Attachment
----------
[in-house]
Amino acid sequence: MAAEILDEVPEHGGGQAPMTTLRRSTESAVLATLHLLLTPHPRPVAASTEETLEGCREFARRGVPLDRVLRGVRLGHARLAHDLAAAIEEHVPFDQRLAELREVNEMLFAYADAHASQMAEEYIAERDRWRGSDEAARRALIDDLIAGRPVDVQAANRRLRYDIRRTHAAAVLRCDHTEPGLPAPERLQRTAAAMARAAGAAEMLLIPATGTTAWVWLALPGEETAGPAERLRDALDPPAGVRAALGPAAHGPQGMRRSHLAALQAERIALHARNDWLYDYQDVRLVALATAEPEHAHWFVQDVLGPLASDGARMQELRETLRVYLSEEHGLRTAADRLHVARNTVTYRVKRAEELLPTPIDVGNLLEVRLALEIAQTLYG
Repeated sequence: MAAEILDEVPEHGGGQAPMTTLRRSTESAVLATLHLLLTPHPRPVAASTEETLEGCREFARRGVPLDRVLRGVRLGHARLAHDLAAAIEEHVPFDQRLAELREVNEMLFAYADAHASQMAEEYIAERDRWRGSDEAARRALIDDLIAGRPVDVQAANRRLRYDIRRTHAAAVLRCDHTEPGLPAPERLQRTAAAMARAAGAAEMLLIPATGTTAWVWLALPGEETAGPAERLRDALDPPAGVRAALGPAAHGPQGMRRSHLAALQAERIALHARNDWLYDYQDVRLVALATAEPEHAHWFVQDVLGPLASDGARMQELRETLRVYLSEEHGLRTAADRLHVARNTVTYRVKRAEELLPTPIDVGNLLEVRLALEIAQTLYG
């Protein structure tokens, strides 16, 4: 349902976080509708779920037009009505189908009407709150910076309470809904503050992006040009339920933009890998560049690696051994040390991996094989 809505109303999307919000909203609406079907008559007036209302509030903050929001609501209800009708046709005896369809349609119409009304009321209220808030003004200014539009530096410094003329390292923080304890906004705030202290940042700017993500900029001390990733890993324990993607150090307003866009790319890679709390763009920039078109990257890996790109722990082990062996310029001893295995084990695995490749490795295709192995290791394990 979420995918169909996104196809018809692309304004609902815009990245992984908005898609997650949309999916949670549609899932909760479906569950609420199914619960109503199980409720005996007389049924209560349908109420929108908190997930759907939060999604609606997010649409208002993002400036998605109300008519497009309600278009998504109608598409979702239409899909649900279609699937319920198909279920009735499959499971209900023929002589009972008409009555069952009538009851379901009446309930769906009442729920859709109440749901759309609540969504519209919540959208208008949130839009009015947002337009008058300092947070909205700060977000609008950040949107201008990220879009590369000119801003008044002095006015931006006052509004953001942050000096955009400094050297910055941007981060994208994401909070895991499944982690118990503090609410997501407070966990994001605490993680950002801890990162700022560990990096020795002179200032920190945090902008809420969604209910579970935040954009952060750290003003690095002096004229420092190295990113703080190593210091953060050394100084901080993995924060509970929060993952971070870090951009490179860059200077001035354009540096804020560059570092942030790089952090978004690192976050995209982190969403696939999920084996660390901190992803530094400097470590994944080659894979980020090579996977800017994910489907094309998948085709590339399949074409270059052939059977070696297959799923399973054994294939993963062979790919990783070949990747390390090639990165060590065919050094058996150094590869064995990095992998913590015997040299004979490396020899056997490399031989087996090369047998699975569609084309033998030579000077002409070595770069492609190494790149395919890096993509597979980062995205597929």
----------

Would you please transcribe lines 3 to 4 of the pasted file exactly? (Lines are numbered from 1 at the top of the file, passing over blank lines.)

Repeated sequence: MAAEILDEVPEHGGGQAPMTTLRRSTESAVLATLHLLLTPHPRPVAASTEETLEGCREFARRGVPLDRVLRGVRLGHARLAHDLAAAIEEHVPFDQRLAELREVNEMLFAYADAHASQMAEEYIAERDRWRGSDEAARRALIDDLIAGRPVDVQAANRRLRYDIRRTHAAAVLRCDHTEPGLPAPERLQRTAAAMARAAGAAEMLLIPATGTTAWVWLALPGEETAGPAERLRDALDPPAGVRAALGPAAHGPQGMRRSHLAALQAERIALHARNDWLYDYQDVRLVALATAEPEHAHWFVQDVLGPLASDGARMQELRETLRVYLSEEHGLRTAADRLHVARNTVTYRVKRAEELLPTPIDVGNLLEVRLALEIAQTLYG
């Protein structure tokens, strides 16, 4: 349902976080509708779920037009009505189908009407709150910076309470809904503050992006040009339920933009890998560049690696051994040390991996094989 809505109303999307919000909203609406079907008559007036209302509030903050929001609501209800009708046709005896369809349609119409009304009321209220808030003004200014539009530096410094003329390292923080304890906004705030202290940042700017993500900029001390990733890993324990993607150090307003866009790319890679709390763009920039078109990257890996790109722990082990062996310029001893295995084990695995490749490795295709192995290791394990 979420995918169909996104196809018809692309304004609902815009990245992984908005898609997650949309999916949670549609899932909760479906569950609420199914619960109503199980409720005996007389049924209560349908109420929108908190997930759907939060999604609606997010649409208002993002400036998605109300008519497009309600278009998504109608598409979702239409899909649900279609699937319920198909279920009735499959499971209900023929002589009972008409009555069952009538009851379901009446309930769906009442729920859709109440749901759309609540969504519209919540959208208008949130839009009015947002337009008058300092947070909205700060977000609008950040949107201008990220879009590369000119801003008044002095006015931006006052509004953001942050000096955009400094050297910055941007981060994208994401909070895991499944982690118990503090609410997501407070966990994001605490993680950002801890990162700022560990990096020795002179200032920190945090902008809420969604209910579970935040954009952060750290003003690095002096004229420092190295990113703080190593210091953060050394100084901080993995924060509970929060993952971070870090951009490179860059200077001035354009540096804020560059570092942030790089952090978004690192976050995209982190969403696939999920084996660390901190992803530094400097470590994944080659894979980020090579996977800017994910489907094309998948085709590339399949074409270059052939059977070696297959799923399973054994294939993963062979790919990783070949990747390390090639990165060590065919050094058996150094590869064995990095992998913590015997040299004979490396020899056997490399031989087996090369047998699975569609084309033998030579000077002409070595770069492609190494790149395919890096993509597979980062995205597929």